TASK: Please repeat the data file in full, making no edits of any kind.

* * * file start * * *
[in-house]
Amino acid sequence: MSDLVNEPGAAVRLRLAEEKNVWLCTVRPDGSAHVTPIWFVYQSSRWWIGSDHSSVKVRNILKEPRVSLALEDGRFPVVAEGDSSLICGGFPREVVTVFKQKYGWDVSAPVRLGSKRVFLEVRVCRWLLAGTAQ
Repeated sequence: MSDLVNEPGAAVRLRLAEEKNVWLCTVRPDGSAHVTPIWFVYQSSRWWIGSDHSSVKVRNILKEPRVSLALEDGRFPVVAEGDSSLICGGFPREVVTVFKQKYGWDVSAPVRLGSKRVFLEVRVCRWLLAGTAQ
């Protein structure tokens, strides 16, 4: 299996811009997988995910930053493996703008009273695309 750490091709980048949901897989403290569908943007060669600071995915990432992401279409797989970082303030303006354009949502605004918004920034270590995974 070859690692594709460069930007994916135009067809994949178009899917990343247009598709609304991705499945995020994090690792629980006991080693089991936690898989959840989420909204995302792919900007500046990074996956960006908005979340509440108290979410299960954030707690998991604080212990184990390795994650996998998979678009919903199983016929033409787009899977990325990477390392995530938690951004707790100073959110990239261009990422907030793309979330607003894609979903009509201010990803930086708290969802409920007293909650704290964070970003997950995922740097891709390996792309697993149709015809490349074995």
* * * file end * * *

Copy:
[in-house]
Amino acid sequence: MSDLVNEPGAAVRLRLAEEKNVWLCTVRPDGSAHVTPIWFVYQSSRWWIGSDHSSVKVRNILKEPRVSLALEDGRFPVVAEGDSSLICGGFPREVVTVFKQKYGWDVSAPVRLGSKRVFLEVRVCRWLLAGTAQ
Repeated sequence: MSDLVNEPGAAVRLRLAEEKNVWLCTVRPDGSAHVTPIWFVYQSSRWWIGSDHSSVKVRNILKEPRVSLALEDGRFPVVAEGDSSLICGGFPREVVTVFKQKYGWDVSAPVRLGSKRVFLEVRVCRWLLAGTAQ
């Protein structure tokens, strides 16, 4: 299996811009997988995910930053493996703008009273695309 750490091709980048949901897989403290569908943007060669600071995915990432992401279409797989970082303030303006354009949502605004918004920034270590995974 070859690692594709460069930007994916135009067809994949178009899917990343247009598709609304991705499945995020994090690792629980006991080693089991936690898989959840989420909204995302792919900007500046990074996956960006908005979340509440108290979410299960954030707690998991604080212990184990390795994650996998998979678009919903199983016929033409787009899977990325990477390392995530938690951004707790100073959110990239261009990422907030793309979330607003894609979903009509201010990803930086708290969802409920007293909650704290964070970003997950995922740097891709390996792309697993149709015809490349074995």